How Can You Charge For Content?

Man standing on train platform reading newspaper

There are various models out there, both in the traditional media world and the world of freelance creators, that a company could look to adapt for its own revenue stream.

A paywall

Hide all of your content behind a payment portal, and charge an annual or monthly subscription fee for access. This model, however, requires a lot of trust on the part of the consumer given they are basically purchasing your content without knowing its quality. If you disappoint them, it may well do more than just lose you a subscriber—it could hit your brand’s reputation.

Remove the ads

If your content hub is currently complemented by banner advertising—be it for your own company, or sold space—some of your audience may be willing to pay a small subscription to remove the ads. Of course, this option is less likely today as ad blocking software is becoming more prevalent, and will necessitate flexible design.

Premium content offerings

Taking a cue from the Telegraph, you could drop the paywall in favor of offering additional special content in exchange for a small payment. In this way, most of your content will remain free to access, but those who truly value the quality of your analysis would get access to special reports or additional reporting.

One-off publications

Many brands know the impact a special report or regular review can have on downloads. True customer value can be found in providing industry analysis or investigative reporting. These publications are the result of months of hard work—why give it away for free? Likewise, you could ask for a small stipend in return for e-books and educational resources. Take a leaf from Michelin’s book and consider producing a guide that will offer insights to your industry.

Webinars and e-learning

Edward Druce’s Course Concierge, helps content creators to serve their audience and get paid for their efforts. One of their clients is Steve Ramsey, who spent 10 years creating woodworking videos on YouTube for a subscriber base of nearly one million people. He’s now offering more in-depth online courses to that subscriber base and making nearly 10 times the income he was on YouTube alone. While Steve is a one-man operation, what’s stopping your company from launching your own online instructional programs?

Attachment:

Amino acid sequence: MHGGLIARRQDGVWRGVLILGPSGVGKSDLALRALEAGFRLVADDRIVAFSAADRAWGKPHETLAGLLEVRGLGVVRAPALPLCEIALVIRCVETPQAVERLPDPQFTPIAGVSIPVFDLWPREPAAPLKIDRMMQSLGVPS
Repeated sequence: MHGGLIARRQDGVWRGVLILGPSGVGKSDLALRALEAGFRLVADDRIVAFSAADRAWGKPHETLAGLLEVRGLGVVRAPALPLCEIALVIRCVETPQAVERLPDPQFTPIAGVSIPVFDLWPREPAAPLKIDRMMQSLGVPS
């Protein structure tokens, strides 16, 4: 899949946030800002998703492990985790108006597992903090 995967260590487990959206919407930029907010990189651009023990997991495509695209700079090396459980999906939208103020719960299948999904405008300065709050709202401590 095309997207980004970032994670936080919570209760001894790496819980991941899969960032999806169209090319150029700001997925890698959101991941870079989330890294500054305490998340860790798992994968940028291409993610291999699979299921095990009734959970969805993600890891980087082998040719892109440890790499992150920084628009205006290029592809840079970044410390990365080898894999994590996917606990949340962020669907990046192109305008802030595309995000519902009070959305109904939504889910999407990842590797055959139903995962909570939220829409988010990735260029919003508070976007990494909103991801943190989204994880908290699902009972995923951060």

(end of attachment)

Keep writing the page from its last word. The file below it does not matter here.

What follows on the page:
Paid subscriptions

Subscriber numbers are the holy grail for content marketers, a sign their content offers a valuable ROI to a loyal audience. It’s also a great way to create a community, something many freelance content creators have been doing via sites such as Patreon and Substack.

Screenshot from Patreon website

The former allows creators to run a membership business for fans, providing a meaningful revenue stream while being free from restrictions of third-party platforms such as YouTube. Substack, on the other hand, helps writers to start an email newsletter that makes money from subscriptions. A very new platform, it reportedly has just over 11,000 subscribers to newsletters paying an average of $80 a year for content.

Both options present a quick and easy way to monetize content as well as examples of how a brand might be able to build a subscriber base willing to pay for its content.

Asking for Payment? First, Offer Value

One of the founders of Substack, Christopher Best, has wise words for content creators looking to start a payment model: “The most important thing is knowing who your audience is and what they need and what they want; it’s them feeling like they have a connection with the author that gets people to pay,” he told Nieman Lab.